Contact: John Burrow
STARKVILLE, Miss.—Mississippi State is offering a workshop for secondary teachers interested in earning 0.6 continuing education units while learning about the effects of protests throughout history.
Organized by the College of Arts and Sciences’ Institute for the Humanities, the March 6 virtual event will be held from 9 a.m.-3 p.m. and feature faculty presenters Stephanie Freeman and Joey Thompson, both MSU assistant professors of history.
While the workshop is free, teachers are responsible for paying a $25 fee to claim CEU credits. To register, visit https://bit.ly/3o0RijU.
This year’s theme “Protest in History” highlights the transformative role protests have had on the shaping of history—particularly U.S. history during the Vietnam era.
Julia Osman, director of the Institute for the Humanities and an MSU associate professor of history, said this year’s theme is timely because “we live in an age of increased civic engagement and in a time of protest and dissent.”
“Our presenters can talk about how this fits into the longer history of America and the wider world,” Osman said.
Freeman’s research delves into “activism during the Cold War and the extent to which activists did or did not influence actual policy,” Osman said.
Freeman’s presentation will focus on grassroots anti-nuclear activism in the U.S. during the early 1980s.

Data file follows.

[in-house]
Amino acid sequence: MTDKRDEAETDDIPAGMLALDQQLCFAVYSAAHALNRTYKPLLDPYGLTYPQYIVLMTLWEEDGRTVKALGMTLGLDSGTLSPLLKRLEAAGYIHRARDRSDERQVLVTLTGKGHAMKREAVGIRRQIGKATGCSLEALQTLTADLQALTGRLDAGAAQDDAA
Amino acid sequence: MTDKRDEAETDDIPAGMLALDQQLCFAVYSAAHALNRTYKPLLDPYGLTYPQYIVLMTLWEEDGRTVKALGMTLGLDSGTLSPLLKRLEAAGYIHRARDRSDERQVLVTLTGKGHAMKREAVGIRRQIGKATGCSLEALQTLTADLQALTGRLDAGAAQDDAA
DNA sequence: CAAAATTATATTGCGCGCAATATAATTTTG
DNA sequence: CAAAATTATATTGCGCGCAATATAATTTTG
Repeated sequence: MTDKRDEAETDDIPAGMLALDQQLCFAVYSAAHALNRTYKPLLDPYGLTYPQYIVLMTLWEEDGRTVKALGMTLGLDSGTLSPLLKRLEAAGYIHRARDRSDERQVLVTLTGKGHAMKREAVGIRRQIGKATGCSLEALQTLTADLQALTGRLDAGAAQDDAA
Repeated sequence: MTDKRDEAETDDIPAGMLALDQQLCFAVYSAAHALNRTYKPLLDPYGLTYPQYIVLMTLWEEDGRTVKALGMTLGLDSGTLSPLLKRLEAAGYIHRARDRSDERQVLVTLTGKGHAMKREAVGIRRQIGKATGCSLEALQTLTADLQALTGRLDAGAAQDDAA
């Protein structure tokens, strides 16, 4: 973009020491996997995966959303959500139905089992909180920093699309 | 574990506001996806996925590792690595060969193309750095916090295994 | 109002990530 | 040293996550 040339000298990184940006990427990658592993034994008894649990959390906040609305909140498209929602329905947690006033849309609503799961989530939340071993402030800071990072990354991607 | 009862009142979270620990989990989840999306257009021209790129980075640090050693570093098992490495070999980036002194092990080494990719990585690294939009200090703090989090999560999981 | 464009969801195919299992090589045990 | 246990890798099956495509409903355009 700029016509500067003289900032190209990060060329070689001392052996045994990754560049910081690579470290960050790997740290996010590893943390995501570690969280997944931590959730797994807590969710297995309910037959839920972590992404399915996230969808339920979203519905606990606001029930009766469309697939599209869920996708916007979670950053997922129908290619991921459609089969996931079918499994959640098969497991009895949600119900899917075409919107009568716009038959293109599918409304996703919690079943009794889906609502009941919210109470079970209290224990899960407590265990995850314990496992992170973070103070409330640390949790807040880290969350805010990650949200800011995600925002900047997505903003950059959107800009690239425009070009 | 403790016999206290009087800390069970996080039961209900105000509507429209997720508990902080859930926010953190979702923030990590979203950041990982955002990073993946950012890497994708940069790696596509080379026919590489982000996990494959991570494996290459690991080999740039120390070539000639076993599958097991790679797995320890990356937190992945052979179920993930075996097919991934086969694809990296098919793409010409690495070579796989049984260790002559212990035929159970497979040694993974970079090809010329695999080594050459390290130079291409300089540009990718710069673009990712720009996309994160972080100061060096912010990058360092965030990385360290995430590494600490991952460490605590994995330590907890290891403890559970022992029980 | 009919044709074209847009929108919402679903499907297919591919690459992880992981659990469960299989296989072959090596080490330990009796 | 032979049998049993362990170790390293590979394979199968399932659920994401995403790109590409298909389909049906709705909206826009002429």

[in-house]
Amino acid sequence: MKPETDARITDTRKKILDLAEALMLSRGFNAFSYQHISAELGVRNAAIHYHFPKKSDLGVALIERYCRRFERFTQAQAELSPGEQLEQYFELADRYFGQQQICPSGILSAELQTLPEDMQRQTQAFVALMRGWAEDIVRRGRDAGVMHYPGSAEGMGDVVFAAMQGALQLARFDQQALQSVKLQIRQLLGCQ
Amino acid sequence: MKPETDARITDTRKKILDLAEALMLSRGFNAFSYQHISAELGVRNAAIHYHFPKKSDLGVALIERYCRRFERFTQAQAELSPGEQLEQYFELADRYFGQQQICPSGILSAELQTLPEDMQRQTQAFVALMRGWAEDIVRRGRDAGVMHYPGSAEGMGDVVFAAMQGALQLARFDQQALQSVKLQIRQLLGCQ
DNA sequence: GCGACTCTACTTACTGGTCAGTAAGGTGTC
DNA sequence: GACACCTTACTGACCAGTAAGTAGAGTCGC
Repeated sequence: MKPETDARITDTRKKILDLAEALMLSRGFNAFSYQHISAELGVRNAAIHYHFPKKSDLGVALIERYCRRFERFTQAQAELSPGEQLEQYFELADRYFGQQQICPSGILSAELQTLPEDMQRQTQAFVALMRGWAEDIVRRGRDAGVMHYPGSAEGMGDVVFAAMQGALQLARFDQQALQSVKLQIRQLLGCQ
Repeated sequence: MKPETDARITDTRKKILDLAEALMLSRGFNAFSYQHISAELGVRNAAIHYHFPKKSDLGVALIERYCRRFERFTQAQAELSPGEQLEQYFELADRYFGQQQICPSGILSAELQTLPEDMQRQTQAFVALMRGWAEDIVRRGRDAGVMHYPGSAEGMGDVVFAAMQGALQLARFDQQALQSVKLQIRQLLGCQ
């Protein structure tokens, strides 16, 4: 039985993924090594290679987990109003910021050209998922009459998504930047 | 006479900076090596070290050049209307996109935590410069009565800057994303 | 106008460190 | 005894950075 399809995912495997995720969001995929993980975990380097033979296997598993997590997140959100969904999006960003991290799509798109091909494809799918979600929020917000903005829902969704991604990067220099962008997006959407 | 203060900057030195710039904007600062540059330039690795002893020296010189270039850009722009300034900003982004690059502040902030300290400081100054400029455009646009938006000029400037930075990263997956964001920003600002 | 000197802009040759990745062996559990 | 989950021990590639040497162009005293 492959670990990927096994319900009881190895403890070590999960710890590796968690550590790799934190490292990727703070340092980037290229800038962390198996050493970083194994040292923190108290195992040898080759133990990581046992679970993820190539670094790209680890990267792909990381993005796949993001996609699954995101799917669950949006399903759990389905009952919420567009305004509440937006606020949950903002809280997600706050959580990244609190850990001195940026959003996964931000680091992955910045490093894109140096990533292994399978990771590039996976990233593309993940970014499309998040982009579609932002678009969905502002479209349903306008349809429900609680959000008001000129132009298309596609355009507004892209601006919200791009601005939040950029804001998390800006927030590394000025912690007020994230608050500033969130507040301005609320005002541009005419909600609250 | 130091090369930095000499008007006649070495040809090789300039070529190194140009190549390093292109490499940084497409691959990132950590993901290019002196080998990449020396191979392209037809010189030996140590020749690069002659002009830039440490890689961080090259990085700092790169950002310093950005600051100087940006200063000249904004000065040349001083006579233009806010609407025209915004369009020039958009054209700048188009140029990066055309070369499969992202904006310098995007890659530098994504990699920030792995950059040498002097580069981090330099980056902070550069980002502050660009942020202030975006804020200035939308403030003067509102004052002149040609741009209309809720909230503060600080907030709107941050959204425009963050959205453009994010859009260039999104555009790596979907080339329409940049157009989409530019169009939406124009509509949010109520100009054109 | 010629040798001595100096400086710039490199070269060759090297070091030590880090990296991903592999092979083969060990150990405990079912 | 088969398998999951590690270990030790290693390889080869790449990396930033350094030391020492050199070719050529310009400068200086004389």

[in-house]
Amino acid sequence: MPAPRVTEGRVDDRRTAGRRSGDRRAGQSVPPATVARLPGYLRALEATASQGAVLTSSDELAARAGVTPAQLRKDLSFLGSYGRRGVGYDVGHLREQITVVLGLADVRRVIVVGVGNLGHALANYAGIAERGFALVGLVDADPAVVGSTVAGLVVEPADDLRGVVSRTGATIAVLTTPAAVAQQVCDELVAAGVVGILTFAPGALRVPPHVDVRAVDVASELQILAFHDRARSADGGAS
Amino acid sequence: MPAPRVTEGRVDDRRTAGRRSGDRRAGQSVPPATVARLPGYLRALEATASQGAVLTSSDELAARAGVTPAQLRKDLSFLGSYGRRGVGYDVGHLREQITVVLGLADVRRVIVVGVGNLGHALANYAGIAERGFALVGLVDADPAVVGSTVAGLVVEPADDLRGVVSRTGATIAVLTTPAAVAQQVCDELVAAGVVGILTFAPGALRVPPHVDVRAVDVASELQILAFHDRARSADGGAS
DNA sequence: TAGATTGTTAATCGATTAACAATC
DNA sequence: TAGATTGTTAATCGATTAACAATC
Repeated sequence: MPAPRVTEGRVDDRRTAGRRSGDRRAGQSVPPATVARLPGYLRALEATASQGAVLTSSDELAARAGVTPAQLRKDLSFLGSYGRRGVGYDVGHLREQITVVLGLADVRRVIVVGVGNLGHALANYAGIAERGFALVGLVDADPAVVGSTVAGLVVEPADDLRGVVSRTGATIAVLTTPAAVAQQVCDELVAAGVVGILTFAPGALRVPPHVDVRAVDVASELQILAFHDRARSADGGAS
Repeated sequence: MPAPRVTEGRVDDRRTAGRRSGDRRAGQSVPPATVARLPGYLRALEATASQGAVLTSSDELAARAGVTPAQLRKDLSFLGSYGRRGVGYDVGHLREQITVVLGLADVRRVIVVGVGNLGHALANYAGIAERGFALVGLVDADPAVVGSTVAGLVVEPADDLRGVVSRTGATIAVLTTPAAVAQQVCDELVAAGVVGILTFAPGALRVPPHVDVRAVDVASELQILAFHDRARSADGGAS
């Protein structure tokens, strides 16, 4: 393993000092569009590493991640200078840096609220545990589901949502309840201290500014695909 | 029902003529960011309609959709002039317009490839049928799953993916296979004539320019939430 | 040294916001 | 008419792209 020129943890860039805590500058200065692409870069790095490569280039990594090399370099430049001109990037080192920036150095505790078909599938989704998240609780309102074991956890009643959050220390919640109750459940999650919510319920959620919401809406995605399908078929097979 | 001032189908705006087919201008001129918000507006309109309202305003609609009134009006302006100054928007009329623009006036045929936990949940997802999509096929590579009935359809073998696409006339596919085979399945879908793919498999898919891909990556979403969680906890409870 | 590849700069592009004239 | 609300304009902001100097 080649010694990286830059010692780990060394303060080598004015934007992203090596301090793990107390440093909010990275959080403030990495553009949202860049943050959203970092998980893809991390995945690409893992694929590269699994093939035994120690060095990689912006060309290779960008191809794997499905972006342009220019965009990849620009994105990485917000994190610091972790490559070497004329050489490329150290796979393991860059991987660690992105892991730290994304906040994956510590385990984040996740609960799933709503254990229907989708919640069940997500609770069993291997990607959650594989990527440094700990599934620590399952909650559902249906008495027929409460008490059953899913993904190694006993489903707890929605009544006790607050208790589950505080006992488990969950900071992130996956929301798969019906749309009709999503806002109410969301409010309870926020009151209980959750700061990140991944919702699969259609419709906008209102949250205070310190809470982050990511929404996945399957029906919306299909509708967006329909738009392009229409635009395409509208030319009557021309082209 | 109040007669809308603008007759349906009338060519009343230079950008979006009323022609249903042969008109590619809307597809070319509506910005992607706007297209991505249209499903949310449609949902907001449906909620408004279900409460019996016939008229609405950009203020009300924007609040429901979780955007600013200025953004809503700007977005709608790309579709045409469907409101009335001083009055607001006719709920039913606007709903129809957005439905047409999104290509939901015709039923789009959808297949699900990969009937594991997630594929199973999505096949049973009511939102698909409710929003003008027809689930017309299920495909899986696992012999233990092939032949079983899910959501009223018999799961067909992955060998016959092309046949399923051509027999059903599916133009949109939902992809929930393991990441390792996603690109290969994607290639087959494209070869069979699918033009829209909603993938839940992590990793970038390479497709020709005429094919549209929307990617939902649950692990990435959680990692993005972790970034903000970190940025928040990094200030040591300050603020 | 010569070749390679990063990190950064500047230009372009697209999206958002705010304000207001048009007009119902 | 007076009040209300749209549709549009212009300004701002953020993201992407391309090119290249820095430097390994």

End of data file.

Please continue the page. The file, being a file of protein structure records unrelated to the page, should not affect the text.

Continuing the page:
“During this period, American activists were able to form large and broad-based anti-nuclear movements, and protest against nuclear weapons reached unprecedented levels,” Freeman explained. “I hope workshop participants develop an appreciation of the influence that grassroots activists had on U.S. policymaking during the Cold War’s last decade.”
Thompson, who focuses on the role of political ties and messages of country music in the U.S., will provide insight on how music—specifically country music—supported and protested American initiatives such as the Vietnam War.
“My presentation will focus on the genres of country, soul and rock to examine how different Americans conceived of the idea of patriotism during that contentious era and the ways that some of those differences still resonate in our current day,” Thompson explained. “I believe the teachers will gain an understanding of the current conversations happening among music historians, as well as a generative way to talk about protests and patriotism with their students.”
For more information or questions, contact Osman at email@example.com.
The Institute for the Humanities promotes research, scholarship and creative performances in the humanistic disciplines and raises their visibility, both within Mississippi State University and the wider community. The institute’s activities include bringing prominent individuals in the humanities to the university campus; supporting faculty research initiatives; and providing public outreach through scholarship and innovative teaching.
MSU’s College of Arts and Sciences includes more than 5,000 students, 325 full-time faculty members, nine doctoral programs, 14 master’s programs and 27 undergraduate academic majors offered in 14 departments. For more details about the College of Arts and Sciences or the Institute for the Humanities, visit www.cas.msstate.edu or www.ih.msstate.edu.
MSU is Mississippi’s leading university, available online at www.msstate.edu.